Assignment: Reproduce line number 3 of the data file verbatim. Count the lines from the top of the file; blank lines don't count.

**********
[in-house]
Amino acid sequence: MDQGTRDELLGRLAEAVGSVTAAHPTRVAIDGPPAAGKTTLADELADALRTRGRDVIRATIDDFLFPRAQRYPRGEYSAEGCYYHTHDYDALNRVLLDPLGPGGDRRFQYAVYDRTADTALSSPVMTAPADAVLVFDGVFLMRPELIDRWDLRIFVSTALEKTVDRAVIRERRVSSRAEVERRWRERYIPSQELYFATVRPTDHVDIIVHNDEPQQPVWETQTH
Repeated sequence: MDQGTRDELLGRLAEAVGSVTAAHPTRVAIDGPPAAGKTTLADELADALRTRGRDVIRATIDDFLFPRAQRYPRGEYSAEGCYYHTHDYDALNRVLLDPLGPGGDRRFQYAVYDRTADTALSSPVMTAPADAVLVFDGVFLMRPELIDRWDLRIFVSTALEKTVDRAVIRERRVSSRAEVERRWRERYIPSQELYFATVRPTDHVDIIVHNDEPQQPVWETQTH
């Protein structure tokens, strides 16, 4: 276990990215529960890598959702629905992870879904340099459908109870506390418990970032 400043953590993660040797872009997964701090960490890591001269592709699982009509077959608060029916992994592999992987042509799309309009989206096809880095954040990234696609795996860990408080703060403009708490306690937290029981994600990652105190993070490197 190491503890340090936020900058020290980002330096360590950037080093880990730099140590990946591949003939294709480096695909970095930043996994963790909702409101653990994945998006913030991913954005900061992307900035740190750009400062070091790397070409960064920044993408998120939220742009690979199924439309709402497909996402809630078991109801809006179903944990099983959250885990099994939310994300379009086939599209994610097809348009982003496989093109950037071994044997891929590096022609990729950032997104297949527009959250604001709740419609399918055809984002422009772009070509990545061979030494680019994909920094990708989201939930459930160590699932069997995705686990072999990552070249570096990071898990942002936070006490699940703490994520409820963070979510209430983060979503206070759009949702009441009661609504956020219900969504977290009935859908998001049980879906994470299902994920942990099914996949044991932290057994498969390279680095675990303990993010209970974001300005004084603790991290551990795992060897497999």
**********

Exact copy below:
Repeated sequence: MDQGTRDELLGRLAEAVGSVTAAHPTRVAIDGPPAAGKTTLADELADALRTRGRDVIRATIDDFLFPRAQRYPRGEYSAEGCYYHTHDYDALNRVLLDPLGPGGDRRFQYAVYDRTADTALSSPVMTAPADAVLVFDGVFLMRPELIDRWDLRIFVSTALEKTVDRAVIRERRVSSRAEVERRWRERYIPSQELYFATVRPTDHVDIIVHNDEPQQPVWETQTH